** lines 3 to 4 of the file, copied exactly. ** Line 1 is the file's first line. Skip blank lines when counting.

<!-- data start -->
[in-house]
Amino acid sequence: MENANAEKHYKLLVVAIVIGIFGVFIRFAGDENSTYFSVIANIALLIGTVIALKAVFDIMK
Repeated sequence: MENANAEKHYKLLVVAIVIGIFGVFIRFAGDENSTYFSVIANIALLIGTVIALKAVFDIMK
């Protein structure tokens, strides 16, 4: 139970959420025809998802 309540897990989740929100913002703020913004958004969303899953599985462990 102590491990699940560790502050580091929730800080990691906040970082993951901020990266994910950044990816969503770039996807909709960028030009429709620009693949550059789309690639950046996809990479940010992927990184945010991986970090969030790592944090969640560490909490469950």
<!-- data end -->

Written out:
Repeated sequence: MENANAEKHYKLLVVAIVIGIFGVFIRFAGDENSTYFSVIANIALLIGTVIALKAVFDIMK
């Protein structure tokens, strides 16, 4: 139970959420025809998802 309540897990989740929100913002703020913004958004969303899953599985462990 102590491990699940560790502050580091929730800080990691906040970082993951901020990266994910950044990816969503770039996807909709960028030009429709620009693949550059789309690639950046996809990479940010992927990184945010991986970090969030790592944090969640560490909490469950």